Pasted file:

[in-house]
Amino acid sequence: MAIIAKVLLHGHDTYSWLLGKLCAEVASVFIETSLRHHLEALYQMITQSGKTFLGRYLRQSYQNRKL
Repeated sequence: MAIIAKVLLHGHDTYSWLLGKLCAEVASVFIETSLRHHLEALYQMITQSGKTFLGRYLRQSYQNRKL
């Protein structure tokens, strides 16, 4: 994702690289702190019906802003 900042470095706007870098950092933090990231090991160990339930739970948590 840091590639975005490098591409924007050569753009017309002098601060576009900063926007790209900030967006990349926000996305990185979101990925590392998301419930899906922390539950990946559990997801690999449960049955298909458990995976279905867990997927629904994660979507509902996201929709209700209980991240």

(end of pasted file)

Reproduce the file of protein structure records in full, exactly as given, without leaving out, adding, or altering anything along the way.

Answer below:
[in-house]
Amino acid sequence: MAIIAKVLLHGHDTYSWLLGKLCAEVASVFIETSLRHHLEALYQMITQSGKTFLGRYLRQSYQNRKL
Repeated sequence: MAIIAKVLLHGHDTYSWLLGKLCAEVASVFIETSLRHHLEALYQMITQSGKTFLGRYLRQSYQNRKL
């Protein structure tokens, strides 16, 4: 994702690289702190019906802003 900042470095706007870098950092933090990231090991160990339930739970948590 840091590639975005490098591409924007050569753009017309002098601060576009900063926007790209900030967006990349926000996305990185979101990925590392998301419930899906922390539950990946559990997801690999449960049955298909458990995976279905867990997927629904994660979507509902996201929709209700209980991240």